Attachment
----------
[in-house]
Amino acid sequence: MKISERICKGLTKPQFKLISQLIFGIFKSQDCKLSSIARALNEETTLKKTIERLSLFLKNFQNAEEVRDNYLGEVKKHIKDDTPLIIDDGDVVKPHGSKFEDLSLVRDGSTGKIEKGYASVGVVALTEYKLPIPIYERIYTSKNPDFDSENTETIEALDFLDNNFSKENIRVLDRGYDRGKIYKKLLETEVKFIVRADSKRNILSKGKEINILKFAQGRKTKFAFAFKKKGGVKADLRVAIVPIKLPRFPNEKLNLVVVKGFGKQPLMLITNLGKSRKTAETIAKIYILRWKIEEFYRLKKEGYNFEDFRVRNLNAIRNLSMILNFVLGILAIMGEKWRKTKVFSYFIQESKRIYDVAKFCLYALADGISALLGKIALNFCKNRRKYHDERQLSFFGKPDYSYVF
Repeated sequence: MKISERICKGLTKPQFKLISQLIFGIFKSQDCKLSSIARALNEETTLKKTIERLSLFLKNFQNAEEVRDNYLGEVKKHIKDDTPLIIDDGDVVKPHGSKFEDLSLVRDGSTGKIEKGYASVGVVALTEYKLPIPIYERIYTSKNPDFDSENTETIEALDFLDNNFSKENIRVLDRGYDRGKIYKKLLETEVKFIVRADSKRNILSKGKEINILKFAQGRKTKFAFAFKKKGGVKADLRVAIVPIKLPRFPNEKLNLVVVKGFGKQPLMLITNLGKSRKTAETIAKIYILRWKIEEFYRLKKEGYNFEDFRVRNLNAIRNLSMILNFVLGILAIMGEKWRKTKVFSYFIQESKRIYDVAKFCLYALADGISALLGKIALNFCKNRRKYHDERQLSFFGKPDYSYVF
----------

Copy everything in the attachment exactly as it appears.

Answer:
[in-house]
Amino acid sequence: MKISERICKGLTKPQFKLISQLIFGIFKSQDCKLSSIARALNEETTLKKTIERLSLFLKNFQNAEEVRDNYLGEVKKHIKDDTPLIIDDGDVVKPHGSKFEDLSLVRDGSTGKIEKGYASVGVVALTEYKLPIPIYERIYTSKNPDFDSENTETIEALDFLDNNFSKENIRVLDRGYDRGKIYKKLLETEVKFIVRADSKRNILSKGKEINILKFAQGRKTKFAFAFKKKGGVKADLRVAIVPIKLPRFPNEKLNLVVVKGFGKQPLMLITNLGKSRKTAETIAKIYILRWKIEEFYRLKKEGYNFEDFRVRNLNAIRNLSMILNFVLGILAIMGEKWRKTKVFSYFIQESKRIYDVAKFCLYALADGISALLGKIALNFCKNRRKYHDERQLSFFGKPDYSYVF
Repeated sequence: MKISERICKGLTKPQFKLISQLIFGIFKSQDCKLSSIARALNEETTLKKTIERLSLFLKNFQNAEEVRDNYLGEVKKHIKDDTPLIIDDGDVVKPHGSKFEDLSLVRDGSTGKIEKGYASVGVVALTEYKLPIPIYERIYTSKNPDFDSENTETIEALDFLDNNFSKENIRVLDRGYDRGKIYKKLLETEVKFIVRADSKRNILSKGKEINILKFAQGRKTKFAFAFKKKGGVKADLRVAIVPIKLPRFPNEKLNLVVVKGFGKQPLMLITNLGKSRKTAETIAKIYILRWKIEEFYRLKKEGYNFEDFRVRNLNAIRNLSMILNFVLGILAIMGEKWRKTKVFSYFIQESKRIYDVAKFCLYALADGISALLGKIALNFCKNRRKYHDERQLSFFGKPDYSYVF